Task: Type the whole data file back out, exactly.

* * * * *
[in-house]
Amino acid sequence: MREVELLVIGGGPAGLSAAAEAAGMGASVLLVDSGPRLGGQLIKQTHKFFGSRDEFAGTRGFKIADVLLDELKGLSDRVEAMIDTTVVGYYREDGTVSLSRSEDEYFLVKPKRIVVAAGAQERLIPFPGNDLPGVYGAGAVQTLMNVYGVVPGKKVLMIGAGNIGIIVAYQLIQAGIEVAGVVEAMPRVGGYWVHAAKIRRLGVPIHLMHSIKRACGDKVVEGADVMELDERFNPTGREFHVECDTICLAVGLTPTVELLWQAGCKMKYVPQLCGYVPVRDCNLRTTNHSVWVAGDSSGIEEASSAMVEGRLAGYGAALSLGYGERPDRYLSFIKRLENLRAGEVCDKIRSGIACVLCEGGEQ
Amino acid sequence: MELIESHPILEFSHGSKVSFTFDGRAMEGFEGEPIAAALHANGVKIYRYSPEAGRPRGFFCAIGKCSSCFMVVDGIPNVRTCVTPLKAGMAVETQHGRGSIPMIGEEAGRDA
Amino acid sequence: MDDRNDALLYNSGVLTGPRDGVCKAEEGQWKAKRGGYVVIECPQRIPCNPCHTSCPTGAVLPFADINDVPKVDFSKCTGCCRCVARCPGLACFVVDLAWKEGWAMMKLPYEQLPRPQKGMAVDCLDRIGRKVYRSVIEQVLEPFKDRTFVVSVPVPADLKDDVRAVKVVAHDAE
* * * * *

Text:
[in-house]
Amino acid sequence: MREVELLVIGGGPAGLSAAAEAAGMGASVLLVDSGPRLGGQLIKQTHKFFGSRDEFAGTRGFKIADVLLDELKGLSDRVEAMIDTTVVGYYREDGTVSLSRSEDEYFLVKPKRIVVAAGAQERLIPFPGNDLPGVYGAGAVQTLMNVYGVVPGKKVLMIGAGNIGIIVAYQLIQAGIEVAGVVEAMPRVGGYWVHAAKIRRLGVPIHLMHSIKRACGDKVVEGADVMELDERFNPTGREFHVECDTICLAVGLTPTVELLWQAGCKMKYVPQLCGYVPVRDCNLRTTNHSVWVAGDSSGIEEASSAMVEGRLAGYGAALSLGYGERPDRYLSFIKRLENLRAGEVCDKIRSGIACVLCEGGEQ
Amino acid sequence: MELIESHPILEFSHGSKVSFTFDGRAMEGFEGEPIAAALHANGVKIYRYSPEAGRPRGFFCAIGKCSSCFMVVDGIPNVRTCVTPLKAGMAVETQHGRGSIPMIGEEAGRDA
Amino acid sequence: MDDRNDALLYNSGVLTGPRDGVCKAEEGQWKAKRGGYVVIECPQRIPCNPCHTSCPTGAVLPFADINDVPKVDFSKCTGCCRCVARCPGLACFVVDLAWKEGWAMMKLPYEQLPRPQKGMAVDCLDRIGRKVYRSVIEQVLEPFKDRTFVVSVPVPADLKDDVRAVKVVAHDAE